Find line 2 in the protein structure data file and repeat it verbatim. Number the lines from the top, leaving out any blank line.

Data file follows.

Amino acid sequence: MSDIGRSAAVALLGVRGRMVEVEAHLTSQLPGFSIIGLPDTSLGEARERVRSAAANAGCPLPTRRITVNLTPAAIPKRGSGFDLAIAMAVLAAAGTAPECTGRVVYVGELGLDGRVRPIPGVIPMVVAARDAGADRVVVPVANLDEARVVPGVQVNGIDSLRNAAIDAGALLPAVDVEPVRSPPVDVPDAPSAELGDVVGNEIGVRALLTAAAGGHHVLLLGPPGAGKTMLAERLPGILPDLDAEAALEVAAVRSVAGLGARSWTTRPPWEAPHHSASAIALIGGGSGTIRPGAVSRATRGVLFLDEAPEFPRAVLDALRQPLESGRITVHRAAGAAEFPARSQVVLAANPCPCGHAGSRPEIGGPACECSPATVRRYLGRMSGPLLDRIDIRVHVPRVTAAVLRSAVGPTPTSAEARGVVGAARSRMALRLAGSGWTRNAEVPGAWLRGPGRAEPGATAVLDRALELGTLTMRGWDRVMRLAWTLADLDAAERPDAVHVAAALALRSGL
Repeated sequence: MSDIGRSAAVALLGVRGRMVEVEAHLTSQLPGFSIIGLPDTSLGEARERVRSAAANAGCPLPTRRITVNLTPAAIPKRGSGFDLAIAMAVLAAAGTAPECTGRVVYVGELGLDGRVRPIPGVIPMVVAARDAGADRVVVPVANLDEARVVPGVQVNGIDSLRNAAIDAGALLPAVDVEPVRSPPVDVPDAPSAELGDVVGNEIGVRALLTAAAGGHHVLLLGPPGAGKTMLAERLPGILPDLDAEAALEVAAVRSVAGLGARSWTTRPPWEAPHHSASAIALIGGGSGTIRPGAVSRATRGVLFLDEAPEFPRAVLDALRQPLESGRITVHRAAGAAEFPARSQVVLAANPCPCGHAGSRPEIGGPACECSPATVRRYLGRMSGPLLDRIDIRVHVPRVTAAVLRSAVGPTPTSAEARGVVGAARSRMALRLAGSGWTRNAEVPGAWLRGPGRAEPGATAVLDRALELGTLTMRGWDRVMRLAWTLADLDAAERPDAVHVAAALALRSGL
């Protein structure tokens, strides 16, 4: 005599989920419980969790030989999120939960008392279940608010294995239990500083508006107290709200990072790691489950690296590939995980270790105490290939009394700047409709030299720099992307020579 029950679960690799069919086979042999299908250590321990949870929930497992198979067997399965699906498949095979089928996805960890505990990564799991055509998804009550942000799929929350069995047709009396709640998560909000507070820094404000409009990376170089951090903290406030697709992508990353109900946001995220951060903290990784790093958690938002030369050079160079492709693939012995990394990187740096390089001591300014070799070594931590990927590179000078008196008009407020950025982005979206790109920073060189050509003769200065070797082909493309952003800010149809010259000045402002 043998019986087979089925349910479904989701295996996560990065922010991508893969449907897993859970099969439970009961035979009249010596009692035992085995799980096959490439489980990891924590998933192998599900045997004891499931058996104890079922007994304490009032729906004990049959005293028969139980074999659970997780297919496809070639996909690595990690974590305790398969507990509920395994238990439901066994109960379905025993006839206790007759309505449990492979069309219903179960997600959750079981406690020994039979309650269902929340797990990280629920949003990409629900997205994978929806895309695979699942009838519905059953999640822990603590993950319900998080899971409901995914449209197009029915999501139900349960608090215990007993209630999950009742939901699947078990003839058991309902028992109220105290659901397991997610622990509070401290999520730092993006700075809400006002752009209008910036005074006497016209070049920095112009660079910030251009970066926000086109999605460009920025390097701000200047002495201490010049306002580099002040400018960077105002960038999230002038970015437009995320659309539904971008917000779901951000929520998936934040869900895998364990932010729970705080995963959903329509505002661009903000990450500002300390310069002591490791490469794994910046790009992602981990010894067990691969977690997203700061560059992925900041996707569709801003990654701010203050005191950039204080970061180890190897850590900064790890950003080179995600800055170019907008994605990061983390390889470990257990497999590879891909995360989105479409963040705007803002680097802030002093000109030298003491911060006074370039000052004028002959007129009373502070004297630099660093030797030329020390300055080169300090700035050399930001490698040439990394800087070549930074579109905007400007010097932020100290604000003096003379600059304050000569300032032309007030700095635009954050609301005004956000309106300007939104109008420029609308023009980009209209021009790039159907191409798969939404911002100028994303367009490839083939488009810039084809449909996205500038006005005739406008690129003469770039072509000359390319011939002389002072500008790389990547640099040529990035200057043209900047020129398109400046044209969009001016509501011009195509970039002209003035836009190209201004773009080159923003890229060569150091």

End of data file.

Repeated sequence: MSDIGRSAAVALLGVRGRMVEVEAHLTSQLPGFSIIGLPDTSLGEARERVRSAAANAGCPLPTRRITVNLTPAAIPKRGSGFDLAIAMAVLAAAGTAPECTGRVVYVGELGLDGRVRPIPGVIPMVVAARDAGADRVVVPVANLDEARVVPGVQVNGIDSLRNAAIDAGALLPAVDVEPVRSPPVDVPDAPSAELGDVVGNEIGVRALLTAAAGGHHVLLLGPPGAGKTMLAERLPGILPDLDAEAALEVAAVRSVAGLGARSWTTRPPWEAPHHSASAIALIGGGSGTIRPGAVSRATRGVLFLDEAPEFPRAVLDALRQPLESGRITVHRAAGAAEFPARSQVVLAANPCPCGHAGSRPEIGGPACECSPATVRRYLGRMSGPLLDRIDIRVHVPRVTAAVLRSAVGPTPTSAEARGVVGAARSRMALRLAGSGWTRNAEVPGAWLRGPGRAEPGATAVLDRALELGTLTMRGWDRVMRLAWTLADLDAAERPDAVHVAAALALRSGL